Until last May.

My MIL is one of those treasured people who remembers what having two small kids is like. This is not necessarily always the case, I’ve found. Many people seem to have blocked it all out. They give me quizical looks when I lament the challenges of my life, as it stands. They seem surprised, and the surprise betrays a judgement. But my MIL, bless her heart, remembers these crazy days and has full empathic sympathy.

So for my birthday last year she bought me a free-standing dishwasher. It’s not plumbed in, instead it has a long hose that attaches to your sink faucet (don’t feel bad, I didn’t know either). This is a great thing if, like us, you are in a rental. And it was only $200. Of course, it’s just a standard, bottom of the line dishwasher, nothing fancy, and not particularly efficient I’d guess.

the beast

Both My Man and I quickly developed a real love/hate relationship with the dishwasher. On the one hand, I sure liked having it wash the dishes for me, a task that had become mind-numbingly difficult in that first, insane year after the second baby. I liked that the counters stayed cleaner too, instead of always piled with dirty dishes on one side and the clean dish Jenga on the other. But I was disappointed at how long it took to load. Like all those modern conveniences I have this feeling like it should remove all burden of work from my shoulders, and I’ll just float free. But of course, no. There’s the rinsing, the bending way the fuck down there to carefully arrange every dish for maximum efficiency. The rearranging when you just want to fit that last one dish in.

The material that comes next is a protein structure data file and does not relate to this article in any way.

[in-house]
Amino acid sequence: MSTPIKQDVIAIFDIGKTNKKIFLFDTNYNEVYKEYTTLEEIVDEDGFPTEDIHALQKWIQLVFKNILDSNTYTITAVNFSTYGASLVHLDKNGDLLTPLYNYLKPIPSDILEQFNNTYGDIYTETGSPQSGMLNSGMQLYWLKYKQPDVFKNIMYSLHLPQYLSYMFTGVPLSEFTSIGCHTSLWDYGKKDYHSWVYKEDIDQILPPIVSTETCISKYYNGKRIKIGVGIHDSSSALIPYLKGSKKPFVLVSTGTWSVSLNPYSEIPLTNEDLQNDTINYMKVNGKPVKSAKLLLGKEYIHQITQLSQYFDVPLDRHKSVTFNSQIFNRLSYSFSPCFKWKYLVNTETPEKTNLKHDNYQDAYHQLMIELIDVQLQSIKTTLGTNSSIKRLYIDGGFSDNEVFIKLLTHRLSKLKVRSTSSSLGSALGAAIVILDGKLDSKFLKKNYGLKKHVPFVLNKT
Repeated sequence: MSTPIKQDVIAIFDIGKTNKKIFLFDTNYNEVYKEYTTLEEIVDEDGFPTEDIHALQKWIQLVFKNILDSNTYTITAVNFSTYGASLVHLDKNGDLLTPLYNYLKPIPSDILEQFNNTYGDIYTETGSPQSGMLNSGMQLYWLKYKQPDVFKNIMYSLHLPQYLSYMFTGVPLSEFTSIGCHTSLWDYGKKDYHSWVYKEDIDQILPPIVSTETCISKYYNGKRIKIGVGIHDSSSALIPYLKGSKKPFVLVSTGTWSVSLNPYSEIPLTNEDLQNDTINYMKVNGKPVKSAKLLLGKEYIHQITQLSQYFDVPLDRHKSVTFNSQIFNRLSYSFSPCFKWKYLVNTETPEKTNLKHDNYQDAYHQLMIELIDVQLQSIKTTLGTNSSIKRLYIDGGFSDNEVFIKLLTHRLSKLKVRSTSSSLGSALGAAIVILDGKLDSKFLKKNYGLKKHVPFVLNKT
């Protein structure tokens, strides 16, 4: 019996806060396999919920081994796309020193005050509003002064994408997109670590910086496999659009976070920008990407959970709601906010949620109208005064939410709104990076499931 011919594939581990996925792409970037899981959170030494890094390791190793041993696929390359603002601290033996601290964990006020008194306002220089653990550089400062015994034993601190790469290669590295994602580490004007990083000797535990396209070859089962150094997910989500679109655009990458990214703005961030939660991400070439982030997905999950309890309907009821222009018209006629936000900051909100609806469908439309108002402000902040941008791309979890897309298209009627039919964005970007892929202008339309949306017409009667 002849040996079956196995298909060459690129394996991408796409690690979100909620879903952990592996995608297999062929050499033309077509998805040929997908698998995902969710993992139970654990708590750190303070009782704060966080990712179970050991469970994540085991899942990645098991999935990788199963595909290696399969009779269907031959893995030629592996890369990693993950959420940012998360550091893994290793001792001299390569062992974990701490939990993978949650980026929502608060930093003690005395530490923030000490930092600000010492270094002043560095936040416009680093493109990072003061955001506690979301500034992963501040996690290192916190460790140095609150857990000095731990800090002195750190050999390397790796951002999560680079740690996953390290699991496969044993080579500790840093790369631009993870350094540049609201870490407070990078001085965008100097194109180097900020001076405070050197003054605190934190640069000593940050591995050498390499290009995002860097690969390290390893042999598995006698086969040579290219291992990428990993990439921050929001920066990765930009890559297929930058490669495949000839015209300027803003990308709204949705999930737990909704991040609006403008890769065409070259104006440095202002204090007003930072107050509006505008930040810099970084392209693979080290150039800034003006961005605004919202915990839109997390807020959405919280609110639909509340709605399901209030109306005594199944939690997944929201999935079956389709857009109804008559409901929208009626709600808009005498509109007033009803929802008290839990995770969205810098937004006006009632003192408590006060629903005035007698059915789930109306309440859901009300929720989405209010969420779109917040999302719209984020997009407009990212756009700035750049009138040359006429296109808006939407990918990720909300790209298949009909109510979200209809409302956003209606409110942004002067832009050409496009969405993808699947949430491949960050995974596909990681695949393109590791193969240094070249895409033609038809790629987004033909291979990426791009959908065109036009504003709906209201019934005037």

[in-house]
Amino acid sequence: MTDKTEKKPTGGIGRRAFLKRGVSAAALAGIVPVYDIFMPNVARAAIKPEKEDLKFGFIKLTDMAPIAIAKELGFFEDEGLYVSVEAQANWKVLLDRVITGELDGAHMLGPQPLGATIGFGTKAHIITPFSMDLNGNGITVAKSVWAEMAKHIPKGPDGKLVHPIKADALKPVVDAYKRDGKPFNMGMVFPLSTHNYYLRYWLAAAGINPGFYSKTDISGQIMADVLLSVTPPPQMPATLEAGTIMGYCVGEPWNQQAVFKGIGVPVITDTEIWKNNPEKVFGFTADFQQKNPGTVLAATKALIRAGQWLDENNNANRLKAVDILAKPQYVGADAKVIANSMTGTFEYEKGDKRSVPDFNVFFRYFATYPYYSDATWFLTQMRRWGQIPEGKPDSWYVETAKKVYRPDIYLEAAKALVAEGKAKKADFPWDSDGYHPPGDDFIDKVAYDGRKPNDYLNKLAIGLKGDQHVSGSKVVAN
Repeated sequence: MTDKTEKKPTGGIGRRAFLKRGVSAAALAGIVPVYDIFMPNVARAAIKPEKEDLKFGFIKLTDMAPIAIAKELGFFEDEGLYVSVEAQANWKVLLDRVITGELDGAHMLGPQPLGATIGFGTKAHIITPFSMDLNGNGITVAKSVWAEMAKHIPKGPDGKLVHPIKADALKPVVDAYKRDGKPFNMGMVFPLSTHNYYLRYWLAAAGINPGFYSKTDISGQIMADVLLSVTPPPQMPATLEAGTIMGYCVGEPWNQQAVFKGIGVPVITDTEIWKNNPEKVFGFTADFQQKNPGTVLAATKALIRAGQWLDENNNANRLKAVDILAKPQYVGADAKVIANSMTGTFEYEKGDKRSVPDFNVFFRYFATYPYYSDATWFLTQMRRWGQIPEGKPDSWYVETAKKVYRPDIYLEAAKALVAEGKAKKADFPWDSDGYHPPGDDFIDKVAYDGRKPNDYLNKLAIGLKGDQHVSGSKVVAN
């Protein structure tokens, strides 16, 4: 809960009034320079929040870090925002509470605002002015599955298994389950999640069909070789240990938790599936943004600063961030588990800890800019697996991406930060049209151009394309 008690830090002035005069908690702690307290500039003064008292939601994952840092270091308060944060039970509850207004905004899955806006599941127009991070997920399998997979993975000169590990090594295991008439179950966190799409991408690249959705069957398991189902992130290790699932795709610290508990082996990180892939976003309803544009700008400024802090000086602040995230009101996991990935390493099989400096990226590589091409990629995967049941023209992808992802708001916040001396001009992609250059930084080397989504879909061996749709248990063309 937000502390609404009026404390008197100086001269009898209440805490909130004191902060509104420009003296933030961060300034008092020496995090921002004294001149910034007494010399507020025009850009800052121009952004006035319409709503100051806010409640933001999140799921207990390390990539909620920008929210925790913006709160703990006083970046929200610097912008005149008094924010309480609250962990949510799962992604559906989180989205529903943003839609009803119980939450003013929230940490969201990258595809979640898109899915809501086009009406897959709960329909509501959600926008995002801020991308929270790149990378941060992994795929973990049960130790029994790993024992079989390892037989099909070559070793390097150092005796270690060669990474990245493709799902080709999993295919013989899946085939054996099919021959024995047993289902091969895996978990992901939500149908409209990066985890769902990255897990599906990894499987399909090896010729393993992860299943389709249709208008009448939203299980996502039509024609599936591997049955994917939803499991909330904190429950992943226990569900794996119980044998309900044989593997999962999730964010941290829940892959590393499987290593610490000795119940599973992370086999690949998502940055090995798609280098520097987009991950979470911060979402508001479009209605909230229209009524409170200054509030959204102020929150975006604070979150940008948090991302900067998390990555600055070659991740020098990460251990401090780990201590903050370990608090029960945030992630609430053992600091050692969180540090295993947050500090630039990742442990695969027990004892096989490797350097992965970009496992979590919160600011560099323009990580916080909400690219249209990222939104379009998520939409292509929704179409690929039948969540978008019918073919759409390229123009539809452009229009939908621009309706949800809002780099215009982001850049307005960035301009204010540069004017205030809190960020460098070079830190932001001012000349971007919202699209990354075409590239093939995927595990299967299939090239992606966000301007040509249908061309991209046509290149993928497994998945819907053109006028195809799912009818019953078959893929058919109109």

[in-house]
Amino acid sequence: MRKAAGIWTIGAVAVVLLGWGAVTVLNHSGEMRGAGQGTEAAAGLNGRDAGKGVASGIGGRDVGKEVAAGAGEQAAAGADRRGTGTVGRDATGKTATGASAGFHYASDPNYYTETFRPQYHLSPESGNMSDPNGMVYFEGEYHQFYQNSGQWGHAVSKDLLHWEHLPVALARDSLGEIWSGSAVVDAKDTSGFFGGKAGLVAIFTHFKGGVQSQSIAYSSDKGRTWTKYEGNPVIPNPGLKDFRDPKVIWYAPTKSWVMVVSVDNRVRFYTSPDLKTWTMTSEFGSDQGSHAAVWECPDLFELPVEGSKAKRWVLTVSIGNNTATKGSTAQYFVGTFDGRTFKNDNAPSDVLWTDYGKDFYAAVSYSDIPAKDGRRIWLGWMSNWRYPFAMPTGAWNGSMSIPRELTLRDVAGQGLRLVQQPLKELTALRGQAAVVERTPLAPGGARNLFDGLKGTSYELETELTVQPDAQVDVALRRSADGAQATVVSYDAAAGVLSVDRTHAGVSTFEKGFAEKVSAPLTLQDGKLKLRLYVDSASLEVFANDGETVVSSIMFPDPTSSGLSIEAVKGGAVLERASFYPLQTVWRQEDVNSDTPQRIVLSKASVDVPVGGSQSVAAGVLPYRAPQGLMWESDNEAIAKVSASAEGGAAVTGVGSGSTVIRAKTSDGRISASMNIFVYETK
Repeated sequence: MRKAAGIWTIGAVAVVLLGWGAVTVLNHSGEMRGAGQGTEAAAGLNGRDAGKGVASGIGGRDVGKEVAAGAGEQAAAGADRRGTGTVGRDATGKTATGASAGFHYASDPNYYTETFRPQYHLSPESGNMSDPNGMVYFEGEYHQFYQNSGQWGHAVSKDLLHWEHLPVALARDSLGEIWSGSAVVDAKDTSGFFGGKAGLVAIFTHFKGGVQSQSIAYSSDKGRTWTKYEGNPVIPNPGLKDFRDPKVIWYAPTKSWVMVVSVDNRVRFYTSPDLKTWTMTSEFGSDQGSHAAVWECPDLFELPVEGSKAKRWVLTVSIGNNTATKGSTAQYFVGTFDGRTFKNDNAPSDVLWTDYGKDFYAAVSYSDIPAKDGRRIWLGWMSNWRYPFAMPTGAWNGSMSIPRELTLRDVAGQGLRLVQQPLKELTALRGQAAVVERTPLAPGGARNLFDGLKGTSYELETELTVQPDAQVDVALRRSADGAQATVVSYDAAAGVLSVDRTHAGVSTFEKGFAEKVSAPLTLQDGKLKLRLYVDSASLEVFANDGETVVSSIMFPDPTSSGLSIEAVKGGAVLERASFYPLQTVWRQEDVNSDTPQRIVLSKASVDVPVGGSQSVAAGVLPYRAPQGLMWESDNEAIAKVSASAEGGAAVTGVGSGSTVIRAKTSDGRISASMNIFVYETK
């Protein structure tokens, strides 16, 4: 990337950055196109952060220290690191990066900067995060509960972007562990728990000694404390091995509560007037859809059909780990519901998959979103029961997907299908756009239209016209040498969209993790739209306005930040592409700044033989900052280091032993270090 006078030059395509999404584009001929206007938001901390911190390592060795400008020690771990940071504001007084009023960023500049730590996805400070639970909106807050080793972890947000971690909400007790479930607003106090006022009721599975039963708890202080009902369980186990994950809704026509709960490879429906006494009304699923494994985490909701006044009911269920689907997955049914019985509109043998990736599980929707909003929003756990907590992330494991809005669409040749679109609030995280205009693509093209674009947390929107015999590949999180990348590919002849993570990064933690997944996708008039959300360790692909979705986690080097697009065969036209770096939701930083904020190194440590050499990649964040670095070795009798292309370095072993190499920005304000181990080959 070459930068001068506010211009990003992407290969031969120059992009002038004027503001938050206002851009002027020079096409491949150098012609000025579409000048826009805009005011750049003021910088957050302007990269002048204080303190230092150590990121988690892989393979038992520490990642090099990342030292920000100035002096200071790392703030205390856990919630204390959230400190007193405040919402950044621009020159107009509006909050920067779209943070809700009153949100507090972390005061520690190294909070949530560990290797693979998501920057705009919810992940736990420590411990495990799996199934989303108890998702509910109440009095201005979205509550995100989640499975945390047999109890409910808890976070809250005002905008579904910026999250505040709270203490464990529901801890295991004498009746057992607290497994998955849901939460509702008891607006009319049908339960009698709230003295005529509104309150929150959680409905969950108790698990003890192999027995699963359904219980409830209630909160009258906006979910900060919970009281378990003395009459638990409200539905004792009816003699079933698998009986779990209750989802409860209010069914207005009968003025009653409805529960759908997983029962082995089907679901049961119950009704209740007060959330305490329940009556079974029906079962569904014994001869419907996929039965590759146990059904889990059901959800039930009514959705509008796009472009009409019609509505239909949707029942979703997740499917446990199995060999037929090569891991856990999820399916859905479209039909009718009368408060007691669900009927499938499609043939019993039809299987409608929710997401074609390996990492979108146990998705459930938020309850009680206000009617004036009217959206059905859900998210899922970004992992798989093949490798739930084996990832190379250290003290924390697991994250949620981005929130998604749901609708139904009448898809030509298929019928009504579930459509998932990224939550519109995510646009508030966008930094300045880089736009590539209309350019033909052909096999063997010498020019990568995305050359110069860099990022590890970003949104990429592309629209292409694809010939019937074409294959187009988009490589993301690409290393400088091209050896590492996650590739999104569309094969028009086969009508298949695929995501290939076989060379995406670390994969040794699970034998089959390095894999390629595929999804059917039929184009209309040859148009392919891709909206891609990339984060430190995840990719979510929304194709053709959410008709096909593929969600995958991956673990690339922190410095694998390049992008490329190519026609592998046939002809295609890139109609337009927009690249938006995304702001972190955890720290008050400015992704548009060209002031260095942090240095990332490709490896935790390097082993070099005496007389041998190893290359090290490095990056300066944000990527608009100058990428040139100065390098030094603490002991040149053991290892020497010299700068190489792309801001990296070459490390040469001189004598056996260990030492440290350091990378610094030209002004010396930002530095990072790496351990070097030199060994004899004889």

But mostly what ticked me off was that my dishes weren’t clean. I mean, maybe 50% of them were truly clean, 40% were reasonable, but not up to my handwashing standards, and the last 10% were ridiculous and needed to be washed again, with a scrubbie and a strong elbow because that filmy white shit was really stuck on. I was often too proud for this, it made me feel like I had been beaten into submission by a mere machine, and I would stubbornly put these filthy looking dishes back into our cupboards because, fuck you mother fucker, I was going to have the last word.